5) There is no true competitive bidding process for offshore wind as a bidder must have a federally approved lease area, and only two such leases exist near Delaware.
6) Offshore wind costs have risen, with many state-approved projects now seeking revised, higher-priced state agreements.
7) Existing offshore wind leases are facing legal challenges over serious environmental impacts on endangered species, commercial fishing, navigation, tourism, and property values.
8) The bill has a long list of potential cost-offsetting benefits, but no list of costs to be considered. Besides the large premium price to electric consumers, that cost means money won't be spent elsewhere in the economy potentially killing 3,000 permanent jobs compared to several hundred temporary jobs and 25-50 permanent jobs created by offshore wind. The Maryland project developers have left open ocean leased areas closest to shore that would be the most likely spots used for a Delaware project which could reduce tourism and property values. There could also be lost commercial fishing revenue.
9) CO2 savings based on PJM data3 may only be a little over 1 million tons annually, only 3% of the premium power cost, and possibly less because inefficient peaker power plants would need to run when the wind stops, and emissions would be produced during manufacturing and installation of the turbines.
10) Offshore wind produces unreliable power, and Chart 1.0 below is based on six years of operating data from the Block Island offshore wind project, showing how most power is produced in the spring and fall when electric demand is lowest and the least power in the summer when demand is highest. 
Chart 1.0
(Chart Source: US EIA Detailed State Historic data,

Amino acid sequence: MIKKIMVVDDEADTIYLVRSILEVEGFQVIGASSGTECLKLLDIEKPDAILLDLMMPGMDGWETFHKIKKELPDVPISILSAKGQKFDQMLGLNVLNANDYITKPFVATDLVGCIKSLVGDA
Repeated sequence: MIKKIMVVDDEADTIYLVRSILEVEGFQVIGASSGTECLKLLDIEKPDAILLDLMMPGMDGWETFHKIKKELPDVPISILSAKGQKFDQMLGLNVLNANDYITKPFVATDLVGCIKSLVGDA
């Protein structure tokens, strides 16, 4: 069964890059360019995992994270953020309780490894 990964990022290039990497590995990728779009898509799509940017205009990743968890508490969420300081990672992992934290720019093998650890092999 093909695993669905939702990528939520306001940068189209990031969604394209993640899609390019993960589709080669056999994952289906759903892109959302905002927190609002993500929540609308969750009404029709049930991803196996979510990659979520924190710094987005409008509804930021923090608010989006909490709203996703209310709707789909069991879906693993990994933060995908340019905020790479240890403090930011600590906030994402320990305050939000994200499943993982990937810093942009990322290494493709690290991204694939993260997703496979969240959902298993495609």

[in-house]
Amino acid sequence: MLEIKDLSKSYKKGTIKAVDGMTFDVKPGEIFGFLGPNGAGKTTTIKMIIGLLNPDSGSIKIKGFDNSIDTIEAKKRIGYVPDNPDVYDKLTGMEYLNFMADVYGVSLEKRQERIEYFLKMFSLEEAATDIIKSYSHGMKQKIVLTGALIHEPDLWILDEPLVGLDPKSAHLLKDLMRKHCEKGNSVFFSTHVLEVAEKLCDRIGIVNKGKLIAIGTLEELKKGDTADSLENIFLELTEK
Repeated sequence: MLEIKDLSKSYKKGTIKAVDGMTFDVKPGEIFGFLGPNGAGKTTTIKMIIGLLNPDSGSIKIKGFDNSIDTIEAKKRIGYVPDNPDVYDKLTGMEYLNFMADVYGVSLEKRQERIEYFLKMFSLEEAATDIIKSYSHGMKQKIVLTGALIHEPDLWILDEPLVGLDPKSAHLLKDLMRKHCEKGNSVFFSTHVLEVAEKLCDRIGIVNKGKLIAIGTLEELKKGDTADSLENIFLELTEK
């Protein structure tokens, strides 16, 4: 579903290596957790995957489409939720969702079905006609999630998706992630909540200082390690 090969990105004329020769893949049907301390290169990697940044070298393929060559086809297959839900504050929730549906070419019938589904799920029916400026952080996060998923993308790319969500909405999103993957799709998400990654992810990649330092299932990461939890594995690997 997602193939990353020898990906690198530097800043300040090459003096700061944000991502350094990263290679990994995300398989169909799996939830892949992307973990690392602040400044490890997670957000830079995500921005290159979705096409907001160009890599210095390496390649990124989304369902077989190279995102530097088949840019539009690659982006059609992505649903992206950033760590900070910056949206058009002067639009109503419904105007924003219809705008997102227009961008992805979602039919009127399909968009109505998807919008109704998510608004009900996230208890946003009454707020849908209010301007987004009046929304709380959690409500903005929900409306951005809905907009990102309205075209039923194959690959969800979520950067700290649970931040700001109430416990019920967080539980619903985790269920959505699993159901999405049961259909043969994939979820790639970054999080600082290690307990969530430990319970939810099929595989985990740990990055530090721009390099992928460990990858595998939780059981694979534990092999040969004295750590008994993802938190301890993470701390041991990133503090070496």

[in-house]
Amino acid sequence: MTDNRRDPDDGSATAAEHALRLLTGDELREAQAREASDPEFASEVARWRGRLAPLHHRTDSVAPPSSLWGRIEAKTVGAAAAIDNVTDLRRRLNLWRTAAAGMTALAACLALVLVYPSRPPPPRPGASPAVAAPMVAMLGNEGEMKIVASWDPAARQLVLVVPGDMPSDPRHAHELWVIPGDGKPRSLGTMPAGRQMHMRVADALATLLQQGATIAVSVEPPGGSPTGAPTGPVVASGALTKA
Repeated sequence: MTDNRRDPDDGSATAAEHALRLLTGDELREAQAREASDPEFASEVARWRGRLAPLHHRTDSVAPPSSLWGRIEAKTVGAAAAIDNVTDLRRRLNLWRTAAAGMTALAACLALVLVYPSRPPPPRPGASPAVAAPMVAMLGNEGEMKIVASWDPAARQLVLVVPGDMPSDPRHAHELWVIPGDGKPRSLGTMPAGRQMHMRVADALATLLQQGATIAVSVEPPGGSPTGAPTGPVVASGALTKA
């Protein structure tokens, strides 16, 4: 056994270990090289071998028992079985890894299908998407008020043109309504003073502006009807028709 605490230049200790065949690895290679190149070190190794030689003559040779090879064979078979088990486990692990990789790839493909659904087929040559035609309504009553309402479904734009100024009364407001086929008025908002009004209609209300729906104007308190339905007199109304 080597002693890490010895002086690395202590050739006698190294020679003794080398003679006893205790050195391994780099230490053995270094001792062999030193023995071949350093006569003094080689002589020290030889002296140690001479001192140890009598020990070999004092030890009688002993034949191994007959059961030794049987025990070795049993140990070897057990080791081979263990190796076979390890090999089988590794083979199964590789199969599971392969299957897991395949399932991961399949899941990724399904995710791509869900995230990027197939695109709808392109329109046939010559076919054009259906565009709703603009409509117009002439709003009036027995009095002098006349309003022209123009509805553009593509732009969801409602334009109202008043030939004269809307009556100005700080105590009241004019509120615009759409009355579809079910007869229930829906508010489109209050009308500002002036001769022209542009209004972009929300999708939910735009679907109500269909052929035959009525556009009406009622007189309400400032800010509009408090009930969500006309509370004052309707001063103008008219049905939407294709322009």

SB 170 is unnecessary, as potential future offshore wind power procurement will already be considered in future Delaware Climate Action Plans as covered in HB 99. We can only hope that Delaware will not adopt offshore wind procurement considering its ridiculously high cost compared to other clean energy options.
  1. The announced Skipjack 2 first-year price was adjusted over the twenty-year contract period for a built-in price escalator to calculate the average $146.42/MWh price. Solar and onshore wind projects have no such escalators. The 800 MW facility will operate 44% of the time, according to the developer, or 3,854 hours a year, to produce 3,085,000 MWhs/year for an annual OREC cost of $452 million a year. Total electric demand in Delaware is avaregaing11,480,000 MWhs/year, so the added cost per MWh to customers is $39.35. The average Delaware residential customer uses 11.2 MWh/year, so the added cost per year is $440.
  2. A just released analysis by the US Energy Information Agency,  "US energy insecure households were billed more for energy than other households," , shows the lowest income electric customers pay 30% more than everyone else as they live in efficient homes, so they might pay $560/month.
  3. PJM Systems Mix, The CO2 savings from the expected annual generation is only 1,080,000 metric tons per year as wind generation would simply offset the PJM regional grid systems mix, which is currently only averaging 0.35 metric tons/MWh.   The current cost of Regional Greenhouse Gas Initiative (RGGI) carbon allowances is only about $13/ton, so the savings are only worth about $14 million, 3% of the annual electric premium. Some of those savings would be offset by the need to run inefficient peaker plants when the wind isn't blowing.